What happens when you cross a rabbi, a fish feeder and a ping pong player? That’s what the higher-ups at William Hill Online (WHO) were facing as turmoil at its Tel Aviv office came to a head this week. It got so bad that company CEO Ralph Topping travelled to Israel to fire several high level managers at the troubled branch.

Topping’s actions came after a month of drama in the Holy Land that could rival an episode of The Jersey Shore and ultimately impact the company’s future.

Earlier this month WHO’s Chief Marketing Officer Eyal Sanoff resigned after hearing rumors that the company’s Israeli operation would be shipped off to Gibraltar. But troubles at the Tel Aviv branch suggest other factors were at play.

We imagine the showdown at WHO looked something like this.

In September, Sanoff apparently refused to comply with internal audit order by corporate and conducted by ex-Israeli intelligence officers. Sanoff initially balked at auditor’s requests to access his computers and file. His resignation came three days late before a corporate imposed deadline to comply. He’s now threatening legal action against William Hill for breach of contract.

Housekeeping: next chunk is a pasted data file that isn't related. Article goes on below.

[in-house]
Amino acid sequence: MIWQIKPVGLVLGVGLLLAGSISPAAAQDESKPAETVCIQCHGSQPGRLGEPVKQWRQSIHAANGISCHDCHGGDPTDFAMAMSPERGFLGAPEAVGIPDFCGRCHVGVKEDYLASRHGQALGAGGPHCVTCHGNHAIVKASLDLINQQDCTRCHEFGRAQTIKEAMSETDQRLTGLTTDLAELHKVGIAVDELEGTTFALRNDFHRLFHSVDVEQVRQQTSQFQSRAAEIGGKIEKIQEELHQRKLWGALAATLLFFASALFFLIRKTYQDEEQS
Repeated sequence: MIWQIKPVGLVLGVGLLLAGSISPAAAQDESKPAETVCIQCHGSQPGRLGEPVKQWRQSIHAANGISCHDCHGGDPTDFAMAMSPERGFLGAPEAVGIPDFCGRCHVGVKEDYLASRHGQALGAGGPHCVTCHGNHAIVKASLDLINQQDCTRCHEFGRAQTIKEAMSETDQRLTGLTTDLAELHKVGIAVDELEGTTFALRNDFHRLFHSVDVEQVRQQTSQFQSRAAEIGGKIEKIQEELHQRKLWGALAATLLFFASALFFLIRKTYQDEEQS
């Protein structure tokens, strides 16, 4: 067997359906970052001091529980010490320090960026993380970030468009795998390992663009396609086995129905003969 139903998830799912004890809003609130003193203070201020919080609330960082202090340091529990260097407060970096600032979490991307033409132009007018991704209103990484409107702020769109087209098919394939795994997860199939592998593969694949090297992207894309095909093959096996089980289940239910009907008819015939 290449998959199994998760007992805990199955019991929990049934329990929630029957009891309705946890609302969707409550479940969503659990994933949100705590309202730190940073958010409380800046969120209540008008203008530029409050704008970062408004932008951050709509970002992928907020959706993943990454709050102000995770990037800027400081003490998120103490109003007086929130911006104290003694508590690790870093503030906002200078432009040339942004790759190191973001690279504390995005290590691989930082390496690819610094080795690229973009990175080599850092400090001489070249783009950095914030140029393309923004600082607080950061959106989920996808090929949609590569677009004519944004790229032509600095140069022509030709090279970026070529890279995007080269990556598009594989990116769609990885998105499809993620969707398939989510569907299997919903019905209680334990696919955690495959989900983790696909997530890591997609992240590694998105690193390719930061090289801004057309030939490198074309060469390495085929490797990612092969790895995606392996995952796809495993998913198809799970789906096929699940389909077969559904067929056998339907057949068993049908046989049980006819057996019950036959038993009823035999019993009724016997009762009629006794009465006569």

The audit uncovered both a plan to open a rival operation, and evidence of questionable expense reporting. Those questionable expenses read like a bad Vaudeville joke and are believed to include ping pong lessons, Rabbi services and fish feeding.

Though WHO officials reassured staffers that the Tel Aviv office would remain open, events on the ground had them convinced a move was imminent.

On Sunday, none of the employees at the branch office showed up for work. As the week wore on, small numbers of them reported for duty, but most stayed home.

Ralph Topping's seen better days.

The walkout prompted Topping to travel to Israel and take matters into his own hands. This week he fired at least seven managers and disciplined a number of others.

WHO is a joint operation that combines elements of both Playtech Cyprus Ltd. and William Hill PLC. Hill is the primary partner in the venture and retains the option to buy the rest of the company in 2013. Some sources have suggested that the events in Tel Aviv may move that action forward.

WHO operations have not been significantly impacted by resignations or walkouts but this kind of press can’t be good for business.

What do you think about the drama at WHO? Let us know in our   Affiliates United/William Hill – Is It Game Over? forum thread

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